By Anthea Xiao
At a young age, I was introduced to and fascinated by Japanese culture through the channel of Japanese animations such as Studio Ghibli films and Doraemon. Eager to learn more about the Japanese language and customs, I enrolled in Japanese as my foreign language class and took the initiative to study Japanese culture on my own. My Japanese teacher recognized my passion and introduced me to an exchange program, which allowed students to live with host families and experience life as a Japanese High School student. I quickly seized the opportunity, and in the summer of 2016, I embarked on an unforgettable journey to Kanazawa, Japan.
Prior to flying to Japan, I diligently memorized Japanese phrases applicable for specific situations, read countless articles regarding Japanese etiquette, and even watched host-exchange “horror-stories” online from other students to prepare myself for any undesirable scenarios.
My heart was leaping out of my chest with anxiety and excitement when I saw my host-family waving the sign “ようこそ, アンセア!” (Welcome, Anthea!) at airport gate. During the initial stage of my stay, my host-exchange experience was exceeded beyond my imagination and expectations. I tasted a diverse array of authentic Japanese cuisines (a superb bowl of ramen was only $5 USD!), I quickly bonded with classmates through organizations such as the student acapella and traditional tea ceremony club, and I was able to improve my language ability through practicing colloquial Japanese outside of a classroom setting.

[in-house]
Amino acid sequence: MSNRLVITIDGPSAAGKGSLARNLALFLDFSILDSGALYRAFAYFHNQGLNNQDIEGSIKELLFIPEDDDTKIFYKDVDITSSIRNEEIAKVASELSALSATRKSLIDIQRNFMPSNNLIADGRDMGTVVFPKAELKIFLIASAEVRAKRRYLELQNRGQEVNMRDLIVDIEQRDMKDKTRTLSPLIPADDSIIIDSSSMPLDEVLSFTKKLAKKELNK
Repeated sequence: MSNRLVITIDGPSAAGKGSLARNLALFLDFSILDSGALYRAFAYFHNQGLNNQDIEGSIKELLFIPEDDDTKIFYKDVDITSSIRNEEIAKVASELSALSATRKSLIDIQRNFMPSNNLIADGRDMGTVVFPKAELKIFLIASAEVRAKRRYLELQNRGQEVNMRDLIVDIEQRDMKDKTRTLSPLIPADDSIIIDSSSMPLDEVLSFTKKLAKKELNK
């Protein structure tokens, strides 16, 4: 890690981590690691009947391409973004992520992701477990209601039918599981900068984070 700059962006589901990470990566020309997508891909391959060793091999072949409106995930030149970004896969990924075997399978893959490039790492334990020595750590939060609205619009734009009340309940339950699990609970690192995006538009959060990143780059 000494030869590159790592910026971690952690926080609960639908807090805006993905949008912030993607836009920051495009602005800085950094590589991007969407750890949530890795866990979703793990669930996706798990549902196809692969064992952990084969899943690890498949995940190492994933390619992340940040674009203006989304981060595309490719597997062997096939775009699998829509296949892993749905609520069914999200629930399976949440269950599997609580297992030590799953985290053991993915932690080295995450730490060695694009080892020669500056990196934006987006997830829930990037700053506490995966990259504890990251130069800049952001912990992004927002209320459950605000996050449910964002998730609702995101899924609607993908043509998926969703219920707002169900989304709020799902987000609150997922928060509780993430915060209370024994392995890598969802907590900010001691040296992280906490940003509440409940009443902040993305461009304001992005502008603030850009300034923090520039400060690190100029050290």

However, despite enjoying my host situation, I found it difficult to feel completely at ease with my host-family. I had read in textbooks that it is impolite to address Japanese people in an intimate or casual manner upon initial greetings. Therefore, although my host-parents asked me to address them as “mother” and “father” just like my host-sister did, I insisted on calling them Mr. and Mrs. Yoshida in fear of breaching their existing family structure.
The phrase “迷惑” (meiwaku) means to burden or to cause inconvenience for others. In Japan, a collective and harmony-focused society, causing meiwaku is a taboo and could signal a person as self-centered and uncouth. To avoid being seen as a meiwaku to my host-family, I refrained from seeking for help when I had trouble finding the way home from school or did not understand how to operate machine devices at home.